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Prader-Willi Syndrome and Appetite

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ClinicalTrials.gov Identifier: NCT00175305
Recruitment Status : Terminated
First Posted : September 15, 2005
Last Update Posted : October 31, 2007
Information provided by:
University of British Columbia

Brief Summary:
Excessive weight gain is a cardinal feature of Prader-Willi syndrome (PWS) for which there is presently no effective treatment. It is caused by increased appetite, decreased perception of satiety and obsessive and compulsive behaviour towards food. Ghrelin is a powerful appetite-stimulating hormone. Patients with PWS have markedly elevated ghrelin levels, suggesting that it may be responsible for the increased food intake. The goal of the study is to determine whether treatment with somatostatin (Sandostatin), a hormone that inhibits ghrelin, is an effective treatment for the prevention and treatment of weight excess in patients with PWS.

Condition or disease Intervention/treatment Phase
Hyperphagia Prader-Willi Syndrome Drug: Sandostatin LAR Phase 3

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Study Type : Interventional  (Clinical Trial)
Estimated Enrollment : 10 participants
Allocation: Randomized
Intervention Model: Parallel Assignment
Masking: Double
Primary Purpose: Treatment
Official Title: Effect of Somatostatin on Ghrelin Concentrations, Food Seeking Behaviour and Weight in Patients With Prader-Willi Syndrome
Study Start Date : August 2004
Actual Study Completion Date : October 2007

Resource links provided by the National Library of Medicine

Drug Information available for: Octreotide

Primary Outcome Measures :
  1. Changes in ghrelin concentrations during a test meal [ Time Frame: 8 to 10 AM ]

Secondary Outcome Measures :
  1. Change in weight, behaviour and food intake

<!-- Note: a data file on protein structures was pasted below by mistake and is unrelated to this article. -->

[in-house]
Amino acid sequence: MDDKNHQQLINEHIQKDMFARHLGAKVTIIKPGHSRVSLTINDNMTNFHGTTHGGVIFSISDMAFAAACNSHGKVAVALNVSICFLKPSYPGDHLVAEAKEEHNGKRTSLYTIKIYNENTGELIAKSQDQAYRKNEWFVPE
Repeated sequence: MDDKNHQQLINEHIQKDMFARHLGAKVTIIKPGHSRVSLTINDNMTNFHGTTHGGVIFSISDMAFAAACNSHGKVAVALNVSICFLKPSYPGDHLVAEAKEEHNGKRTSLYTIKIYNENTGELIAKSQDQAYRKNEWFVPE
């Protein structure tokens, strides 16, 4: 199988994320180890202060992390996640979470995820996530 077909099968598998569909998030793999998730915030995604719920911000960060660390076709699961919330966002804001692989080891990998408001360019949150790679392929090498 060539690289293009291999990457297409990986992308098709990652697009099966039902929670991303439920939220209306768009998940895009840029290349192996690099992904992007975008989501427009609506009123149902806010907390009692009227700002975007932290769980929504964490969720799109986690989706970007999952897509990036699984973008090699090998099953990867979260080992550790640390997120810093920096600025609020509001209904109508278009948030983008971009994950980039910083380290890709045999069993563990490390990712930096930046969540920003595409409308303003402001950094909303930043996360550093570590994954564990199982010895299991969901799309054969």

Information from the National Library of Medicine

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Ages Eligible for Study:   10 Years to 17 Years   (Child)
Sexes Eligible for Study:   All

Inclusion Criteria:

  • Patients with Prader-Willi syndrome, confirmed by genetic testing

Information from the National Library of Medicine

To learn more about this study, you or your doctor may contact the study research staff using the contact information provided by the sponsor.

Please refer to this study by its ClinicalTrials.gov identifier (NCT number): NCT00175305

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Canada, British Columbia
Children's and Women's Health Centre of British Columbia
Vancouver, British Columbia, Canada, V5Z 1L8
Sponsors and Collaborators
University of British Columbia
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Principal Investigator: Jean-Pierre Chanoine, MD University of British Columbia
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ClinicalTrials.gov Identifier: NCT00175305    
Other Study ID Numbers: C04-0007
First Posted: September 15, 2005    Key Record Dates
Last Update Posted: October 31, 2007
Last Verified: October 2007
Keywords provided by University of British Columbia:
Prader-Willi Syndrome
Hyperphagia in Prader-Willi syndrome
Additional relevant MeSH terms:
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Prader-Willi Syndrome
Pathologic Processes
Intellectual Disability
Neurobehavioral Manifestations
Neurologic Manifestations
Nervous System Diseases
Abnormalities, Multiple
Congenital Abnormalities
Chromosome Disorders
Genetic Diseases, Inborn
Nutrition Disorders
Signs and Symptoms, Digestive
Gastrointestinal Agents
Antineoplastic Agents, Hormonal
Antineoplastic Agents